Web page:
“The glory of the Gita”
by Shankaracharya | 1882 | 15,550 words
English translation of the Gita-mahatmya. This book represents a conversation between Shiva and his consort Srimati Parvati. It is Lord Shiva’s glorification of the Bhagavad-gita. Alternative spellings of this book include: Bhagavad-gītā-māhātmya (भगवद्गीतामाहात्म्य)...
Lord Vishnu said, "Now I will describe to you the unlimited glories of the Fifth Chapter of Śrīmad Bhagavad-gītā. Listen very carefully.
In the state of Madra, there is a town of the name Puru Kutsapur. There lived a brahmana by the name of Pingala. During his childhood he was trained in various brahminical activities and was taught the Vedas. But he had no interest in his studies. When he reached his youth he gave up his brahminical pursuits and started to learn how to play instruments as well as singing and dancing. Slowly he became so famous in this field that the king himself invited him to live in the palace. While he was living there he slowly degraded more and more into sinful life. He started to enjoy with other men's wives and engage in all kinds of sinful activities and intoxication.
He became so proud of his position as he gained more and more intimacy with the king. He especially enjoyed criticizing others to the king in private. Pingala had a wife whose name was Aruna, who was born in a low-class family. She was very lusty and enjoyed relationships with many other men. When her husband found out about her activities, she decided to kill him. Late one night she chopped off his head and buried his body in the garden. After his death Pingala fell into the deepest regions of hell and after having suffered there for a long time he took birth as a vulture. Aruna, after freely enjoying with many men, contacted venereal disease and her youthful body very soon became ugly and unattractive. When she died she went on to hell and, after having suffered for a long time, she attained the body of a female parrot.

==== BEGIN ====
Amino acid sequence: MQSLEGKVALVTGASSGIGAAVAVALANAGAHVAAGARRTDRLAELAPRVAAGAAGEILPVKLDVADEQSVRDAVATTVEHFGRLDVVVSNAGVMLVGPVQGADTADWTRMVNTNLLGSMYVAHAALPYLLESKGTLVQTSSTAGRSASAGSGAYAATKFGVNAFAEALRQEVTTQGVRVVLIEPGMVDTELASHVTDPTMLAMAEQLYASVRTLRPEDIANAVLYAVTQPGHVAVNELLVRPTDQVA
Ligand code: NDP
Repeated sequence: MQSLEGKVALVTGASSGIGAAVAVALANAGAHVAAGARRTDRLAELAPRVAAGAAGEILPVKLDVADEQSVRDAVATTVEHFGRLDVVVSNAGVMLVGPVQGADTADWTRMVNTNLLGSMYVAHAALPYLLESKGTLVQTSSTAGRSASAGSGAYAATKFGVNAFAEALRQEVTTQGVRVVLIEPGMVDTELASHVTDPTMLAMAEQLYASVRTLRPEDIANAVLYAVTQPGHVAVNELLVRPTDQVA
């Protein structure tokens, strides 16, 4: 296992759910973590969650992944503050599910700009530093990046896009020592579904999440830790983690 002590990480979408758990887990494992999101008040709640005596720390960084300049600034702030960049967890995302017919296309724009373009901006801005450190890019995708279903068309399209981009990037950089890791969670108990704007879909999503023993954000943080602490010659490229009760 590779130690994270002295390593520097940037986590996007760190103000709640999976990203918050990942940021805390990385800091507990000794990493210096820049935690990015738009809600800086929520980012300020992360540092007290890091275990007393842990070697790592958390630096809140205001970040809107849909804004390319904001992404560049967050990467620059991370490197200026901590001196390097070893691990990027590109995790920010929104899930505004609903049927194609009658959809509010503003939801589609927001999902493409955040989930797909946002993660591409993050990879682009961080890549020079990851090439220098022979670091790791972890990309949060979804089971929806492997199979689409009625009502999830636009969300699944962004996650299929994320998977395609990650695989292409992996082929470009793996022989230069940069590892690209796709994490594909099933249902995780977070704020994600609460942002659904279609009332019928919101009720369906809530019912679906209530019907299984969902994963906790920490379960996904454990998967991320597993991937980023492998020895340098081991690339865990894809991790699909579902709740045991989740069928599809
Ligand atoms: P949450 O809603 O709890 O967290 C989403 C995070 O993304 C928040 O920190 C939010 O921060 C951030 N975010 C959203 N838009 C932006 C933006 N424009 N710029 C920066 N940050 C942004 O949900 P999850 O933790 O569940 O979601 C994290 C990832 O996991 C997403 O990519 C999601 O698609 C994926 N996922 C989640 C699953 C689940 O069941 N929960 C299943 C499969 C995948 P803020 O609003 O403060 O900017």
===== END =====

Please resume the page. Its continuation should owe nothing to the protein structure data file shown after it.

One day that parrot was searching here and there for food. In the meantime the vulture, who in his previous life had been Pingala, saw the female parrot and remembering his last life and understanding that this parrot had been his wife, he attacked her with his sharp beaks. The parrot fell down into the water contained in a human skull and drowned. Just then a hunter came and shot the vulture with an arrow. The vulture fell and his head dropped into the water of that skull and he drowned.
Then the messengers of Yamaraja came and took them to the abode of death. At that time they became very afraid, remembering their past sinful lives.
When they came in front of Yamaraja he told them, "You are now free of all sins and you may go to Vaikuntha." When Pingala and Aruna heard this, they inquired from Yamaraja how two sinful persons such as they had attained the right to go to Vaikuntha.
Yamaraja replied, "On the banks of the river Ganga lived a great devotee of Lord Vishnu by the name of Vat; he was free from lust and greed. Daily he recited the Fifth Chapter of Śrīmad Bhagavad-gītā, and when Vat gave up his body he went straight to Vaikuntha. Due to his reciting the Fifth Chapter of hagavad-gītā daily, his body became completely pure, and because of your coming in contact with the skull of the body of that devotee you both have attained Vaikuntha. This is the glory of the Fifth Chapter of Śrīmad Bhagavad-gītā."
Lord Vishnu said, "My dear Lakshmi, when they both heard the glories of Bhagavad-gītā from Yamaraja, they became very happy and sat down in the flower airplane which had come to take them to Vaikuntha."
Anyone who hears the Fifth Chapter of Śrīmad Bhagavad-gītā, even the most sinful, will attain Vaikuntha.